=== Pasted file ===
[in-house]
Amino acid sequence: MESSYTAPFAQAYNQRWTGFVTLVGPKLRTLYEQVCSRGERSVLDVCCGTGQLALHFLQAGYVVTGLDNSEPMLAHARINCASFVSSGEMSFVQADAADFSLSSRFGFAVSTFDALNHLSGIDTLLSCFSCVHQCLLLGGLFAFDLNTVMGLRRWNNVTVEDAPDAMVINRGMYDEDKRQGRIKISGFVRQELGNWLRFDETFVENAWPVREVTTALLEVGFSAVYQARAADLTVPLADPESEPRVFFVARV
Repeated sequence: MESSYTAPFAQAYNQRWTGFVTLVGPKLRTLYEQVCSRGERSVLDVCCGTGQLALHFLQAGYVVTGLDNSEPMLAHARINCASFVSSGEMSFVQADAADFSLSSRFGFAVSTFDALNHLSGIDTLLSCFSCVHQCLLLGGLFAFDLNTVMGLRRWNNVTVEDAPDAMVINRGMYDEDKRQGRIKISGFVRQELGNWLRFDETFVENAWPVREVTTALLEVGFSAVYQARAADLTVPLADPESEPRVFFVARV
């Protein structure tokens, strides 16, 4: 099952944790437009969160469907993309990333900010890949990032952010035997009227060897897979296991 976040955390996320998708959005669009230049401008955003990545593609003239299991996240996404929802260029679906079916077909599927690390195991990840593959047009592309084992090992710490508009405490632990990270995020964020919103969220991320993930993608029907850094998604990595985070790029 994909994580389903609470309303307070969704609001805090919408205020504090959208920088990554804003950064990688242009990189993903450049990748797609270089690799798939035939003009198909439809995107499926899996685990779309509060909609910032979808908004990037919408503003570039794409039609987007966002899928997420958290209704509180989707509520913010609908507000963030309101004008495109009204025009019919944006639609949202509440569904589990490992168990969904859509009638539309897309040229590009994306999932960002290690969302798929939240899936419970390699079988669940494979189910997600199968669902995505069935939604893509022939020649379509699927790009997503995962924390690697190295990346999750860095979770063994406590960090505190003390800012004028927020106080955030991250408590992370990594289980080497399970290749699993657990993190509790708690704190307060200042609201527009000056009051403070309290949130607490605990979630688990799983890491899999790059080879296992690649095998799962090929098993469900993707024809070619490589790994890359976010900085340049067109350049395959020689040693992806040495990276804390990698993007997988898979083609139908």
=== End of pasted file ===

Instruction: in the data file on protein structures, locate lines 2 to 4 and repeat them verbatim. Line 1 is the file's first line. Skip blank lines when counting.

Amino acid sequence: MESSYTAPFAQAYNQRWTGFVTLVGPKLRTLYEQVCSRGERSVLDVCCGTGQLALHFLQAGYVVTGLDNSEPMLAHARINCASFVSSGEMSFVQADAADFSLSSRFGFAVSTFDALNHLSGIDTLLSCFSCVHQCLLLGGLFAFDLNTVMGLRRWNNVTVEDAPDAMVINRGMYDEDKRQGRIKISGFVRQELGNWLRFDETFVENAWPVREVTTALLEVGFSAVYQARAADLTVPLADPESEPRVFFVARV
Repeated sequence: MESSYTAPFAQAYNQRWTGFVTLVGPKLRTLYEQVCSRGERSVLDVCCGTGQLALHFLQAGYVVTGLDNSEPMLAHARINCASFVSSGEMSFVQADAADFSLSSRFGFAVSTFDALNHLSGIDTLLSCFSCVHQCLLLGGLFAFDLNTVMGLRRWNNVTVEDAPDAMVINRGMYDEDKRQGRIKISGFVRQELGNWLRFDETFVENAWPVREVTTALLEVGFSAVYQARAADLTVPLADPESEPRVFFVARV
């Protein structure tokens, strides 16, 4: 099952944790437009969160469907993309990333900010890949990032952010035997009227060897897979296991 976040955390996320998708959005669009230049401008955003990545593609003239299991996240996404929802260029679906079916077909599927690390195991990840593959047009592309084992090992710490508009405490632990990270995020964020919103969220991320993930993608029907850094998604990595985070790029 994909994580389903609470309303307070969704609001805090919408205020504090959208920088990554804003950064990688242009990189993903450049990748797609270089690799798939035939003009198909439809995107499926899996685990779309509060909609910032979808908004990037919408503003570039794409039609987007966002899928997420958290209704509180989707509520913010609908507000963030309101004008495109009204025009019919944006639609949202509440569904589990490992168990969904859509009638539309897309040229590009994306999932960002290690969302798929939240899936419970390699079988669940494979189910997600199968669902995505069935939604893509022939020649379509699927790009997503995962924390690697190295990346999750860095979770063994406590960090505190003390800012004028927020106080955030991250408590992370990594289980080497399970290749699993657990993190509790708690704190307060200042609201527009000056009051403070309290949130607490605990979630688990799983890491899999790059080879296992690649095998799962090929098993469900993707024809070619490589790994890359976010900085340049067109350049395959020689040693992806040495990276804390990698993007997988898979083609139908």